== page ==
Old Ways Herbal

Vermont Herb School, Clinical Herbalist, Plant Remedies, & Herbal Farmcraft Wisdom.

Preserving Water-Soluble Magic Beyond the Growing Season: Herbal Ice Cubes

6 Comments

This thing happens kind of a lot when you live in a place with significant seasons: you harvest some wonderful medicine, enough to last you a while–maybe all year–but then you have to actually do something with it while it’s still good, knowing you can’t get more until next year.  Most people’s gut reaction is to either dry or tincture the wonderful medicine, and generally speaking that works great for most things.

Except when it doesn’t.

If you’re familiar with solubility, you know that some medicines extract best (or in some cases only extract) in water-based preparations, so tinctures aren’t an option.  (If I lost you, try this article and scroll down to the section on solubility.)

Some (actually, many) herbs with significant water-soluble medicinal constituents, and generally herbs with high volatile oil content, tend to dry as weak medicine.  Obviously this isn’t true across the board–otherwise tea wouldn’t be a thing–but think of the difference between fresh basil and dried basil and I think you’ll get what I mean: there’s a real difference, and fresh is better.

And sometimes the medicinal properties evaporate straight out with the water when the plant dries, making it essentially useless in its dried form–think of borage, or jewelweed: wonderful fresh but downright lousy when dried.

Unfortunately, there’s no way to preserve water-soluble constituents without drying the herbs.

No, just kidding.  Here’s an easy & fun solution that allows us to preserve water-soluble medicine at the peak of its medicinal awesomeness.  This is the sort of fun kitchen witching that yields instant gratification: you might find yourself passing around your latest success at a dinner party, and any kids in your life are likely to think you’re a genius.

Herbal Ice Cube Recipe

1. Choose herbs that make sense together.  Keep in mind:

  • Solubility
  • Freshness (things that are harvested at the same time are ideal)
  • Flavor
  • Formulation purpose
  • Energetics & synergy

2. Harvest the herbs properly, at the appropriate time of day & moon phase, on a day when you have time to deal with them.

3. Immediately infuse or decoct as appropriate (instructions here).  Infuse or decoct at double strength.  Infuse for at least 6 hours, decoct for at least 2 hours.  You want super strong, fragrant awesomeness.  It should be decadent in that kitchen.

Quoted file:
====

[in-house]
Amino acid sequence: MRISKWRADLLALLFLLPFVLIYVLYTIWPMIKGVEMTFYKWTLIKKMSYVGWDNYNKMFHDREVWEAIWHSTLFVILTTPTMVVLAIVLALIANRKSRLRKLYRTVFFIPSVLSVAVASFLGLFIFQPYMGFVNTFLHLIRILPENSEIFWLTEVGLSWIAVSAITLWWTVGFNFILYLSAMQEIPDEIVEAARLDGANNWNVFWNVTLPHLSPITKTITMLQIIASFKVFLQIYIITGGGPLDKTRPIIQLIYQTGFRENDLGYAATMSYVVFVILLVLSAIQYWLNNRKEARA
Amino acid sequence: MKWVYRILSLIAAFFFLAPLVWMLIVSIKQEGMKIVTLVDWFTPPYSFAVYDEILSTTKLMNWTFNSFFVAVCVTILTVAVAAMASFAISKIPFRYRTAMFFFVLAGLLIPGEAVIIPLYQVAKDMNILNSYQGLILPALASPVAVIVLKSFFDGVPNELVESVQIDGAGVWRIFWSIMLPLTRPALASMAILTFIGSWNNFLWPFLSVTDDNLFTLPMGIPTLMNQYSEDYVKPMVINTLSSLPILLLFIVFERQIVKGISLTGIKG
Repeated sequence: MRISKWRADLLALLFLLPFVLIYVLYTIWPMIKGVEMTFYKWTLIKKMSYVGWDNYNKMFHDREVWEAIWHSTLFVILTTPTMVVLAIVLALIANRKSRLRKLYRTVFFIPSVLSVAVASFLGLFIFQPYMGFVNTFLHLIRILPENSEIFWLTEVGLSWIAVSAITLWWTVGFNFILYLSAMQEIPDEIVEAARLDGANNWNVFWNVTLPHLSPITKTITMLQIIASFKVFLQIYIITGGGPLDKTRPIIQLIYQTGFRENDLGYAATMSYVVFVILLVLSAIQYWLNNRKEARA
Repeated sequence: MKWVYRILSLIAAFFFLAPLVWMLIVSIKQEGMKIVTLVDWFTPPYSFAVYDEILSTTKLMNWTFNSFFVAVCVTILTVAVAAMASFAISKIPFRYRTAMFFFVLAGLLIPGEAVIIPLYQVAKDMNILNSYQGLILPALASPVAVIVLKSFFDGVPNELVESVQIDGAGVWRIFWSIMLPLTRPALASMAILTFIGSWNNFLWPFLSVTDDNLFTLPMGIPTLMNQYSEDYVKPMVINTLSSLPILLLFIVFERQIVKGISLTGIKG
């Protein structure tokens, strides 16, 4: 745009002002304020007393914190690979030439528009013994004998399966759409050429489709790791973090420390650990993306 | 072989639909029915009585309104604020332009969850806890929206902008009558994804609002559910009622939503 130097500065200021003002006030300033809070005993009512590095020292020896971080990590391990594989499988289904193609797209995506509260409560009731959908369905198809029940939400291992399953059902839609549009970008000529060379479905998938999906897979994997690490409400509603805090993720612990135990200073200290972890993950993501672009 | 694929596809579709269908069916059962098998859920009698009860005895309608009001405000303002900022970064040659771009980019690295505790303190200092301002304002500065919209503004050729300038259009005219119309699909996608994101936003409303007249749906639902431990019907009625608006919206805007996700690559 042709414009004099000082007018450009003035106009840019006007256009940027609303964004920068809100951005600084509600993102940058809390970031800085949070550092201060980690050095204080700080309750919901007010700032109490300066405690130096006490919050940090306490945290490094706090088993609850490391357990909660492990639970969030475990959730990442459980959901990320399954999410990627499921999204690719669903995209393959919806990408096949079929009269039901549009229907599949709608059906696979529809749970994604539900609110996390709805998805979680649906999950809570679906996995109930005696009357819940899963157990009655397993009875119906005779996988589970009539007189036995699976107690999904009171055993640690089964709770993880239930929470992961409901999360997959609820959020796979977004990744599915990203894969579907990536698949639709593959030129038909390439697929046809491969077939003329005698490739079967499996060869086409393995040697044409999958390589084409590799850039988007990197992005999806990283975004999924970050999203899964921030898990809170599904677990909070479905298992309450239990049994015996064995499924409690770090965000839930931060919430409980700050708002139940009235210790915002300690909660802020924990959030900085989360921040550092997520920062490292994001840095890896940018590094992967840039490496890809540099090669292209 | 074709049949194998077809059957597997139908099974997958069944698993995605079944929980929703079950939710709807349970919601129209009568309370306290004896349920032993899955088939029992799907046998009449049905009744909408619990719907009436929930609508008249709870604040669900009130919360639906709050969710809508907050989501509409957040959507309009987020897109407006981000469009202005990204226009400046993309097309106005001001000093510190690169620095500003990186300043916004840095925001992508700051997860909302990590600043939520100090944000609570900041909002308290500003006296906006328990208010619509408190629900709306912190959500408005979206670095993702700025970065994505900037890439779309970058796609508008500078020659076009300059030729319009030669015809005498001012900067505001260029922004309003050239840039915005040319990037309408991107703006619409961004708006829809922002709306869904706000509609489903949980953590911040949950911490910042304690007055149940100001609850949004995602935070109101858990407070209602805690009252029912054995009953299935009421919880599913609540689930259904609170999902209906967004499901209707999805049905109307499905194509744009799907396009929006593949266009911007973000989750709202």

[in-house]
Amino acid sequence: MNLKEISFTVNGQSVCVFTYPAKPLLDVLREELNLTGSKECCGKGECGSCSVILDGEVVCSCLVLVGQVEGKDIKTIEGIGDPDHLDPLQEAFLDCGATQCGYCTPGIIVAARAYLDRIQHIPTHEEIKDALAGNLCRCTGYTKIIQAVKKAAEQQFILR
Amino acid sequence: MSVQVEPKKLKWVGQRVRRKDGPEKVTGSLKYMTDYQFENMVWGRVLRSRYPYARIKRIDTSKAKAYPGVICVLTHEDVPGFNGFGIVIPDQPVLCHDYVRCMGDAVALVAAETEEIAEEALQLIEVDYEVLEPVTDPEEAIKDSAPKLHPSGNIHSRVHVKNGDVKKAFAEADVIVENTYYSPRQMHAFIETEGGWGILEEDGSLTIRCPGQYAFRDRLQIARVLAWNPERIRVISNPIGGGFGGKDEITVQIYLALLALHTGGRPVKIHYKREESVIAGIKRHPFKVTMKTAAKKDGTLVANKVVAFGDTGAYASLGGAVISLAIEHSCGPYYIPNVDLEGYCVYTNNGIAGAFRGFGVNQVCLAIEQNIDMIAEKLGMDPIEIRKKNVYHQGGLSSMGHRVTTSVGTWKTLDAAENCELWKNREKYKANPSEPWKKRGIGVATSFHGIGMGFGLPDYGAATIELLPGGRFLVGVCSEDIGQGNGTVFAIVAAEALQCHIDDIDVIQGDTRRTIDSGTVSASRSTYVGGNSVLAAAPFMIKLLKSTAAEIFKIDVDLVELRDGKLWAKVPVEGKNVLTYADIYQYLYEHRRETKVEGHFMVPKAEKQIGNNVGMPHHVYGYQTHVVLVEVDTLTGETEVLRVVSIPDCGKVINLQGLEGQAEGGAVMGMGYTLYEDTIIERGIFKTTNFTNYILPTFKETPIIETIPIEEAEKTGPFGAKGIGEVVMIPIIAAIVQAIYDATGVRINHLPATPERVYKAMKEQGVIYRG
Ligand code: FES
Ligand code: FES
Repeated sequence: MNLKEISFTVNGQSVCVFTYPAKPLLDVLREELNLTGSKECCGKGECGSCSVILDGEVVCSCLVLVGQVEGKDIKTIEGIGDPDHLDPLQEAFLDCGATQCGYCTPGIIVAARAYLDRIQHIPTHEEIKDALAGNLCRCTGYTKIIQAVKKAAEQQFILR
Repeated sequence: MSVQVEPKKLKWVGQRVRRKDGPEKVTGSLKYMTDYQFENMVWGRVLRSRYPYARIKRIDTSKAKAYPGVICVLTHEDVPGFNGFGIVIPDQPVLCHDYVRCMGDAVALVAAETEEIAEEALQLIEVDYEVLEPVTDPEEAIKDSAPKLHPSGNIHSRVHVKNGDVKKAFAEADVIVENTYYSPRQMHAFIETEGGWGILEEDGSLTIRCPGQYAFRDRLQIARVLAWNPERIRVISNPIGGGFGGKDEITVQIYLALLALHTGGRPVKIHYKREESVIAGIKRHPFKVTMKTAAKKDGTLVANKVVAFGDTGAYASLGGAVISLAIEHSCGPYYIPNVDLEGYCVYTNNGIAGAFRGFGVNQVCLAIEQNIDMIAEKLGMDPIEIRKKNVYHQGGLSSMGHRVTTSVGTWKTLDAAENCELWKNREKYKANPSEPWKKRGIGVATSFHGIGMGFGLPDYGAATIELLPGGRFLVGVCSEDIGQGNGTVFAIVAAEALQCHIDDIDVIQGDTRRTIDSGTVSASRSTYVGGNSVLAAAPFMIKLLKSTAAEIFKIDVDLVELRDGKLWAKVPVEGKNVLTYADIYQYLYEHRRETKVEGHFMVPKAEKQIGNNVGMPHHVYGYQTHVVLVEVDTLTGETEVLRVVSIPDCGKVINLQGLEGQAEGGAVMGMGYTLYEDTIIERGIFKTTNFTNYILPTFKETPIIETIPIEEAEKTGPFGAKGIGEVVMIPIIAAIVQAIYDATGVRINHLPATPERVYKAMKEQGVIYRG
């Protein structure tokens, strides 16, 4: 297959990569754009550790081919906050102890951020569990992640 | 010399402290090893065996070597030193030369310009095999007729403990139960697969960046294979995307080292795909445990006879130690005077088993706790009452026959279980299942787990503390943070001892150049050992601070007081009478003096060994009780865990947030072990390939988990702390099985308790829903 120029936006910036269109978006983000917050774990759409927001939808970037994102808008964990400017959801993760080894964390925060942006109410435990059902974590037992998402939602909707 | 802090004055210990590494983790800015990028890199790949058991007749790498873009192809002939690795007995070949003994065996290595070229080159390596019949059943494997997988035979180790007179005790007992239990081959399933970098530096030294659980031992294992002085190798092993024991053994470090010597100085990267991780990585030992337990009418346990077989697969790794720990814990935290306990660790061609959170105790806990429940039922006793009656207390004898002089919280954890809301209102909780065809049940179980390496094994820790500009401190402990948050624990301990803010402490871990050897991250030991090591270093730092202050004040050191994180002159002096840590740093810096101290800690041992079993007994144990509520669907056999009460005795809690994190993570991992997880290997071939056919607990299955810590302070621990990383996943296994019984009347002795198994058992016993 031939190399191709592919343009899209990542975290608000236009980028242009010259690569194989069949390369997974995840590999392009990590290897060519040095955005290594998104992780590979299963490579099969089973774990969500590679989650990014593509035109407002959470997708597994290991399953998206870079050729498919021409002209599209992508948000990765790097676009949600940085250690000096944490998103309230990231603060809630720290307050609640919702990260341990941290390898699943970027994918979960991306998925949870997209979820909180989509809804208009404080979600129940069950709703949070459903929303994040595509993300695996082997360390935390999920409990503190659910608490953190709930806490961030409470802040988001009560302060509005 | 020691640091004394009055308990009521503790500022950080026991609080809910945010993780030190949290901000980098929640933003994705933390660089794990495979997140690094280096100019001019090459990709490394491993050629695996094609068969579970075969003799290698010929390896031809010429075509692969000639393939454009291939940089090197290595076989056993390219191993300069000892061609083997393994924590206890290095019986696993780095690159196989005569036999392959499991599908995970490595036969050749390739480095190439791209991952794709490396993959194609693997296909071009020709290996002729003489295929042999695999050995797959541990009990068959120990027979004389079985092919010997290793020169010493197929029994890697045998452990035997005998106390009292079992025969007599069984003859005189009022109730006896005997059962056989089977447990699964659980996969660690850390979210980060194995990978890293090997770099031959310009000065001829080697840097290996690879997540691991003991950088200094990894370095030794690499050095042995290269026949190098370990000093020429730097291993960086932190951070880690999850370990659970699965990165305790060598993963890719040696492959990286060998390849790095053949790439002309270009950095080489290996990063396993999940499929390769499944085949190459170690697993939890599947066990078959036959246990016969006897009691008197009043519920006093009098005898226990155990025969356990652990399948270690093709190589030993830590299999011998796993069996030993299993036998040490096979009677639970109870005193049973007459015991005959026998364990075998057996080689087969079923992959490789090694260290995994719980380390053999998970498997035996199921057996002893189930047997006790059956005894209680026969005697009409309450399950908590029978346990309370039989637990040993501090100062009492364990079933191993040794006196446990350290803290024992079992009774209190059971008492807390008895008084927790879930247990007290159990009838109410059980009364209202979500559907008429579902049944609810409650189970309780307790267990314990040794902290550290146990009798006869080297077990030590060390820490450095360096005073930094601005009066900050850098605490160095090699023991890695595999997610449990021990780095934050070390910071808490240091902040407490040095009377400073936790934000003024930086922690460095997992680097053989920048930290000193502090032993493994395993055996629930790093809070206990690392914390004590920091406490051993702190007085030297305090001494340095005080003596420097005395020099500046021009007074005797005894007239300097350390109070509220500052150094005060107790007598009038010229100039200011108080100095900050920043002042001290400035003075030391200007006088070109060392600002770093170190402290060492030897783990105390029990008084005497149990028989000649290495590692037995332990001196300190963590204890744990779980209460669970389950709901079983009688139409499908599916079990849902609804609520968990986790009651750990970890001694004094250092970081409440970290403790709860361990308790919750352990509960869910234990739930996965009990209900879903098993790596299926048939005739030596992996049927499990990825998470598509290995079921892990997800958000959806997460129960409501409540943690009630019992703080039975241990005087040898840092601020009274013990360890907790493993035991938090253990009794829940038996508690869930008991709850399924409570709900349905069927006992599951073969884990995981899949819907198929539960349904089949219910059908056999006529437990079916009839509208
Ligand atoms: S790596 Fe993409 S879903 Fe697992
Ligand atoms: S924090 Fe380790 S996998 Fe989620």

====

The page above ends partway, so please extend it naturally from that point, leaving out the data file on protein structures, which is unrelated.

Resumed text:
4. Cool to room temperature, covered, a matter of hours.

5. Strain through a wire mesh strainer into a large pitcher or batter bowl, something with a pour spout.

6. Pour into ice cube trays and freeze.  When completely frozen, pack cubes into freezer bags or jars, label, and store in freezer.  You will probably have to do numerous rounds of freezing ice cube trays to get all the liquid frozen.

Herbal Ice Cubes can be added to tea, juice, soup, or just thawed and drank throughout the year as needed.

Sample Herbal Ice Cube Formulas

To beat wintery blues in these cold, dark climes, I make ice cubes with:

  • Borage
  • Lemon Balm
  • Holy Basil
  • Calendula

And they’re there and easy when the days are short and cold and difficult and my family is grouchy in the deepest part of winter–pop it into a cup of tea with some honey and boom!  Cheerful people everywhere.

My husband’s poison ivy?  Yes, he still gets it in the winter.  How about:

  • Jewelweed
  • Plantain
  • Mullein Flower
  • Oatstraw
  • Nettles

Bam!  Take that itchy rash.

Winter cocktail parties?  Something like:

  • Rosemary
  • Lemon balm
  • Anise-hyssop
  • Ginger

And everyone thinks I’m special.

You get the idea.  Experiment & have fun.

Oh!  And also check out this article about the same concept, but for the amazing Immune Magic Mushroom-Herbal Heaven Ice Cubes.  They’re only so-so.

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6 thoughts on “Preserving Water-Soluble Magic Beyond the Growing Season: Herbal Ice Cubes

  1. I find the tenor of this post to be particularly delightful, thanks for bringing a smile to my evening! 🙂

    Liked by 1 person

  2. This is great! I will be implementing this for this year – I am missing my beautiful lemon balm and mint and although I attempted to dry what I could – it’s just not the same. Thanks!

    Liked by 1 person

  3. Awesome! Love this post. Newbie questions:

    Is there a way to know, aside from memorizing from a book, which herbs have what solubility or what works best dried, tea’d, or tinctured?

    And out of curiosity, can you just freeze the whole herb to use later instead of freezing the infusion|decoction?

    Liked by 1 person

    • Yes! Use your senses and experiences of the herb to tell when the medicine works best. Experiment like crazy and you’ll learn it in a way you’ll never forget. Generally speaking, common tea herbs are highly water-soluble, whereas herbs you only really see tinctured are mostly alcohol-soluble, like echinacea. Some compounds have specific scents or tastes, and when you run into them it’s a clear aha! moment for solubility: the numb, tingly mouth feeling you get from echinacea is berberine, also in Oregon grape, Japanese barberry, spilanthes, and lots of other anti-microbial immune boosters, that’s alcohol. The volatile oils in the mint family respond to oil or water extraction, but not so much tinctures. The cool, moist, cucumbery taste of mucilage just sings out to be paired with water. Again, the vast majority of herbs are soluble in both. there’s more about this in the weight-to-volume tincture article and I think there’s stuff in the honey article too. Planning to write a longer piece on solubility this winter, I keep getting questions on it so clearly the people want to know. Have fun experimenting!

      Liked by 1 person

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